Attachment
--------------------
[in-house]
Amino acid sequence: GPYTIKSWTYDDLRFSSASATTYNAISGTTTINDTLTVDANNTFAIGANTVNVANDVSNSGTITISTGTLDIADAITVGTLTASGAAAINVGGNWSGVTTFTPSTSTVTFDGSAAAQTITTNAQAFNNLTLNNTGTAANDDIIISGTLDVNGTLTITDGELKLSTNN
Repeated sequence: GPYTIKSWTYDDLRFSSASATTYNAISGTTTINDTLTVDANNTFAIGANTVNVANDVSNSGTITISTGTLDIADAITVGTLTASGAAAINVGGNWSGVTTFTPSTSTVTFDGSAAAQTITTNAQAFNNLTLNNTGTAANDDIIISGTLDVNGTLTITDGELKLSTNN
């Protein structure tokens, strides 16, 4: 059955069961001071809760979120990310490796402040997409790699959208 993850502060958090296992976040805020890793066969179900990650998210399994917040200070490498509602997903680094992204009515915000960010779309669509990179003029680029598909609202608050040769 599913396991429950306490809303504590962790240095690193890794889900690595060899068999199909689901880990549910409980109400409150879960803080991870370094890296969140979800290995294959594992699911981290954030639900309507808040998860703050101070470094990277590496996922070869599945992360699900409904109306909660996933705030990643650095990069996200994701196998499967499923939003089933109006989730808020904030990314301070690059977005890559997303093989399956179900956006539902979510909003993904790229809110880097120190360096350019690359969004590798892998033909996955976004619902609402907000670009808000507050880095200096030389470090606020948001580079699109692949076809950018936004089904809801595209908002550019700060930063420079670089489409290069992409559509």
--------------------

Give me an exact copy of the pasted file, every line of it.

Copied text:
[in-house]
Amino acid sequence: GPYTIKSWTYDDLRFSSASATTYNAISGTTTINDTLTVDANNTFAIGANTVNVANDVSNSGTITISTGTLDIADAITVGTLTASGAAAINVGGNWSGVTTFTPSTSTVTFDGSAAAQTITTNAQAFNNLTLNNTGTAANDDIIISGTLDVNGTLTITDGELKLSTNN
Repeated sequence: GPYTIKSWTYDDLRFSSASATTYNAISGTTTINDTLTVDANNTFAIGANTVNVANDVSNSGTITISTGTLDIADAITVGTLTASGAAAINVGGNWSGVTTFTPSTSTVTFDGSAAAQTITTNAQAFNNLTLNNTGTAANDDIIISGTLDVNGTLTITDGELKLSTNN
């Protein structure tokens, strides 16, 4: 059955069961001071809760979120990310490796402040997409790699959208 993850502060958090296992976040805020890793066969179900990650998210399994917040200070490498509602997903680094992204009515915000960010779309669509990179003029680029598909609202608050040769 599913396991429950306490809303504590962790240095690193890794889900690595060899068999199909689901880990549910409980109400409150879960803080991870370094890296969140979800290995294959594992699911981290954030639900309507808040998860703050101070470094990277590496996922070869599945992360699900409904109306909660996933705030990643650095990069996200994701196998499967499923939003089933109006989730808020904030990314301070690059977005890559997303093989399956179900956006539902979510909003993904790229809110880097120190360096350019690359969004590798892998033909996955976004619902609402907000670009808000507050880095200096030389470090606020948001580079699109692949076809950018936004089904809801595209908002550019700060930063420079670089489409290069992409559509």